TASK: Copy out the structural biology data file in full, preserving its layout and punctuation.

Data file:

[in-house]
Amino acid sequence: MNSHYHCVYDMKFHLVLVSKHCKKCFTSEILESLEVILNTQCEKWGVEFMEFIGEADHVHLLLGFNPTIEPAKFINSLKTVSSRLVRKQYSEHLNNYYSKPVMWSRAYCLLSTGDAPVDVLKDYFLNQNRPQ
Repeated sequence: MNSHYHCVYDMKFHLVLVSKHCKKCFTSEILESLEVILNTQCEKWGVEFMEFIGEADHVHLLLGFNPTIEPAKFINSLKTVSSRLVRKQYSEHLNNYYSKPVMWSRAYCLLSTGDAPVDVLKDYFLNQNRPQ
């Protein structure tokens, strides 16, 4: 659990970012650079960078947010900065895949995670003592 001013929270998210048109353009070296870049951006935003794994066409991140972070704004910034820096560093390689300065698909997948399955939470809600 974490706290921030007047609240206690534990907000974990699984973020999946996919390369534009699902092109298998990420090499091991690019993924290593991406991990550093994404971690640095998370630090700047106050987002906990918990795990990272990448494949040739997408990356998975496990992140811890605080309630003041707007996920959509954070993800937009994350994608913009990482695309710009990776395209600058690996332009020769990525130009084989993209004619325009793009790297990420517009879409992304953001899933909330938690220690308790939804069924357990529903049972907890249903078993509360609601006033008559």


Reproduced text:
[in-house]
Amino acid sequence: MNSHYHCVYDMKFHLVLVSKHCKKCFTSEILESLEVILNTQCEKWGVEFMEFIGEADHVHLLLGFNPTIEPAKFINSLKTVSSRLVRKQYSEHLNNYYSKPVMWSRAYCLLSTGDAPVDVLKDYFLNQNRPQ
Repeated sequence: MNSHYHCVYDMKFHLVLVSKHCKKCFTSEILESLEVILNTQCEKWGVEFMEFIGEADHVHLLLGFNPTIEPAKFINSLKTVSSRLVRKQYSEHLNNYYSKPVMWSRAYCLLSTGDAPVDVLKDYFLNQNRPQ
């Protein structure tokens, strides 16, 4: 659990970012650079960078947010900065895949995670003592 001013929270998210048109353009070296870049951006935003794994066409991140972070704004910034820096560093390689300065698909997948399955939470809600 974490706290921030007047609240206690534990907000974990699984973020999946996919390369534009699902092109298998990420090499091991690019993924290593991406991990550093994404971690640095998370630090700047106050987002906990918990795990990272990448494949040739997408990356998975496990992140811890605080309630003041707007996920959509954070993800937009994350994608913009990482695309710009990776395209600058690996332009020769990525130009084989993209004619325009793009790297990420517009879409992304953001899933909330938690220690308790939804069924357990529903049972907890249903078993509360609601006033008559």